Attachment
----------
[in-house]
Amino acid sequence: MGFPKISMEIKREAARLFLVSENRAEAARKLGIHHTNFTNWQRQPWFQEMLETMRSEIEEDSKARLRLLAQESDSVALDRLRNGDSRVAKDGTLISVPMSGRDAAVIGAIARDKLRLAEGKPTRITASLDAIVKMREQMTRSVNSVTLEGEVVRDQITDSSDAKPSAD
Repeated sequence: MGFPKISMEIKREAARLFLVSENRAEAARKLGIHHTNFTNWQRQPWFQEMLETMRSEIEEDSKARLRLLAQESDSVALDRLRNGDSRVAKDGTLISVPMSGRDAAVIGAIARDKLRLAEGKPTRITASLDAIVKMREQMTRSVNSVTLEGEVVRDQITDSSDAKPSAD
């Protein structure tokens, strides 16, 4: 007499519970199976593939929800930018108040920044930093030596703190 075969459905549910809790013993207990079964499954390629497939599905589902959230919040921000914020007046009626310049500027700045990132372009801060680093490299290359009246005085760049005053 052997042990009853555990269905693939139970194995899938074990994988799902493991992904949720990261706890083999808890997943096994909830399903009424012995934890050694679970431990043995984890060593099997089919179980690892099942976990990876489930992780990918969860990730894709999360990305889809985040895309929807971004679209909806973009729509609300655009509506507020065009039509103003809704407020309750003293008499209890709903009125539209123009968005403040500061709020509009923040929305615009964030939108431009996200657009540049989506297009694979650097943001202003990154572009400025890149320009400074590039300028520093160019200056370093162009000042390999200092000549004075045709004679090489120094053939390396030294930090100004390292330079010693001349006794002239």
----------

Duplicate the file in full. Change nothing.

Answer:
[in-house]
Amino acid sequence: MGFPKISMEIKREAARLFLVSENRAEAARKLGIHHTNFTNWQRQPWFQEMLETMRSEIEEDSKARLRLLAQESDSVALDRLRNGDSRVAKDGTLISVPMSGRDAAVIGAIARDKLRLAEGKPTRITASLDAIVKMREQMTRSVNSVTLEGEVVRDQITDSSDAKPSAD
Repeated sequence: MGFPKISMEIKREAARLFLVSENRAEAARKLGIHHTNFTNWQRQPWFQEMLETMRSEIEEDSKARLRLLAQESDSVALDRLRNGDSRVAKDGTLISVPMSGRDAAVIGAIARDKLRLAEGKPTRITASLDAIVKMREQMTRSVNSVTLEGEVVRDQITDSSDAKPSAD
């Protein structure tokens, strides 16, 4: 007499519970199976593939929800930018108040920044930093030596703190 075969459905549910809790013993207990079964499954390629497939599905589902959230919040921000914020007046009626310049500027700045990132372009801060680093490299290359009246005085760049005053 052997042990009853555990269905693939139970194995899938074990994988799902493991992904949720990261706890083999808890997943096994909830399903009424012995934890050694679970431990043995984890060593099997089919179980690892099942976990990876489930992780990918969860990730894709999360990305889809985040895309929807971004679209909806973009729509609300655009509506507020065009039509103003809704407020309750003293008499209890709903009125539209123009968005403040500061709020509009923040929305615009964030939108431009996200657009540049989506297009694979650097943001202003990154572009400025890149320009400074590039300028520093160019200056370093162009000042390999200092000549004075045709004679090489120094053939390396030294930090100004390292330079010693001349006794002239």